One of Mumbai’s finest gourmet bakers helps you start the day with oven-fresh goodies. While foodies between SoBo and Bandra are in for luck, those beyond might have to wait and suffer delivery professionals who flatten criossants into chapatis
Spinach, mushroom and pumpkin pie
We’ll let you in on a secret. Rachel Andrade is a magician without a wand or spellbook. The Mumbai baker swishes her spatula and turns butter (a lot of it), flour and eggs into dreamy bakes.
Her journey began at Kainaz Messman’s Theobroma, from where she moved on to Gauri Devidayal’s Magazine Street Kitchen and Rahul Akerkar’s Qualia, adding something special to each menu. Andrade’s expertise is in creating layers... lots of them. If you cut open one of her croissants, you’ll see the accuracy of patterns.
Her latest venture is with Aditi Dugar, and it’s called Twenty Seven Bakehouse, Mahalaxmi’s latest gourmet bakery.
Ghonduraj and lemon poppy seed slice
After we placed our order via Thrive, we got a call from the kitchen to inform us that two items from our wish list were not available. This, after the order was accepted. That was a let down. Swallowing disappointment, we swapped the lemon tart and mortozza for carrot cake and hazelnut pac. It’s usually painful to track delivery personnel, and this time was no different. We placed an order at 1 pm on a weekday with a delivery time between 1.30 pm and 2 pm. We got an intimation from Borzo delivery only at 2.32 pm. On calling the delivery professional, he informed us that he “was eating lunch at home.
My friend will pick up the parcel instead and deliver it.” His phone was switched off after. Two hours after the order was accepted, we called the bakery and were told that the order had been picked up. It reached our doorstep another two hours later. That’s four hours for a Mahalaxmi-to-Andheri delivery.
Both the croissant versions we had ordered were flat, and had lost their cross-section oomph. It happens to anyone chucked about in Mumbai’s traffic. But in taste, they hit the right notes. The butter croissant eggless (Rs 140) had gone dense at the base but managed to keep the flaky layers.
Rachel Andrade brings down a tray of freshly-baked eats when the mid-day photographer drops in at the Mahalaxmi bakery after our anonymous review of its products. Pics/Ashish Raje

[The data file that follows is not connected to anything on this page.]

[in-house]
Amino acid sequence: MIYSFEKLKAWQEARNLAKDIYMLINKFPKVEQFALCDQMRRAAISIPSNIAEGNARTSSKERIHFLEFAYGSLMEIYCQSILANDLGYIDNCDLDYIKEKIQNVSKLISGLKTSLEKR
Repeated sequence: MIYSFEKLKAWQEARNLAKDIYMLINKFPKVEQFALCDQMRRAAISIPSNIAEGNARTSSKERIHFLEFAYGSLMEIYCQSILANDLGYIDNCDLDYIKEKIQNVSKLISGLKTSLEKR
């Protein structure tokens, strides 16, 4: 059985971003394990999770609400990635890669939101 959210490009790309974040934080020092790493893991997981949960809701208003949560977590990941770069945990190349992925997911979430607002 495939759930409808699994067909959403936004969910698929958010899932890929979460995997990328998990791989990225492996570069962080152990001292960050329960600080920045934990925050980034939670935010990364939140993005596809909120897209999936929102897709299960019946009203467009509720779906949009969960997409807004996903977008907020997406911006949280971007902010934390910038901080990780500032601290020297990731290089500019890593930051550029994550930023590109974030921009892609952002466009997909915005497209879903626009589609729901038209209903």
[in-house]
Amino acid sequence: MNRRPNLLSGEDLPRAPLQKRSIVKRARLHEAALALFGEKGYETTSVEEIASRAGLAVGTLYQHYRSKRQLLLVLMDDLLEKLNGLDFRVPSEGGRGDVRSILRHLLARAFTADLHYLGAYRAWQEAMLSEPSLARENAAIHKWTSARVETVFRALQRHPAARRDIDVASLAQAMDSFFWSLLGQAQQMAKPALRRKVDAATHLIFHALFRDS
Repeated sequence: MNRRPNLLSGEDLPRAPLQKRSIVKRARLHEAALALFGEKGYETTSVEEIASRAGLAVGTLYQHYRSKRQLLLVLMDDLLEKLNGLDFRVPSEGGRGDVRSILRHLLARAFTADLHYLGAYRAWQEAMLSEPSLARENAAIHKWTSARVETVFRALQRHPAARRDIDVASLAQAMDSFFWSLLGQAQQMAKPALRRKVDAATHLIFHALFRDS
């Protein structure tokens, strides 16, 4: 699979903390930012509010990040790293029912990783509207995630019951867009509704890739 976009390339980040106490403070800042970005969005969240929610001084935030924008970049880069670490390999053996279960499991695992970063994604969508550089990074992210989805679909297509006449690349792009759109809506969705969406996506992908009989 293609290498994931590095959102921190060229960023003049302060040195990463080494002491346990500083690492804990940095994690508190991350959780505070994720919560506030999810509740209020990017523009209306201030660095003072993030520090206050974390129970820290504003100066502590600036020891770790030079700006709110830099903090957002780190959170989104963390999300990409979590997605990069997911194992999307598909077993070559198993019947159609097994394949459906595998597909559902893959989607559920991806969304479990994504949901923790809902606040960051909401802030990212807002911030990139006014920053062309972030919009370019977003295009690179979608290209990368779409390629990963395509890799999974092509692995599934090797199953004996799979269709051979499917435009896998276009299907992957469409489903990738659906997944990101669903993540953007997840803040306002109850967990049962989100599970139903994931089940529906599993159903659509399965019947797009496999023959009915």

The herby zaa’taar and cream cheese croissant with egg (Rs 219) became our favourite. The ease of a simple combination and the creamy base gave it perfect bite. The spinach-mushroom-and-pumpkin pie (Rs 228) was a wholesome treat, with chunks of pumpkin and creamy spinach mushroom stuffing.
We loved the thick and flaky ripples in the crust. Trust Andrade to dress up her baked babies. The Goan choriz and potato tart (Rs 352) mulled our mood—and the smoky, salty and meaty flavours hit the sweet spot.
Turning our attention to the sweet bakes, we bit into the ghonduraj-and-lemon-poppy seeds slice (Rs 139). It was vibrant and refreshing. The tangy glaze is memorable. We licked the malta cream cheese frosting off the carrot cake, but found that the sponge drier than the previous tea cake.
We saved the hazelnut pac, an old favourite, for the last. It was dark, decadent, with gianduja and hazelnuts. An Italian chocolatier invented gianduja, a blend of hazelnut paste and chocolate, during Napoleon’s regency when cocoa was in short supply. The pain au chocolate was classic, and a fitting end to our bake party.
What: Twenty Seven Bakehouse
At: Shree Laxmi Woollen Mills, Shakti Mills Lane, off Dr E Moses Road, Mahalakshmi
Order: Direct, Thrive and Swiggy
Rating : good
Twenty Seven Bakehouse didn’t know Sunday mid-day ordered from its menu. This newspaper conducts anonymous reviews and pays for meals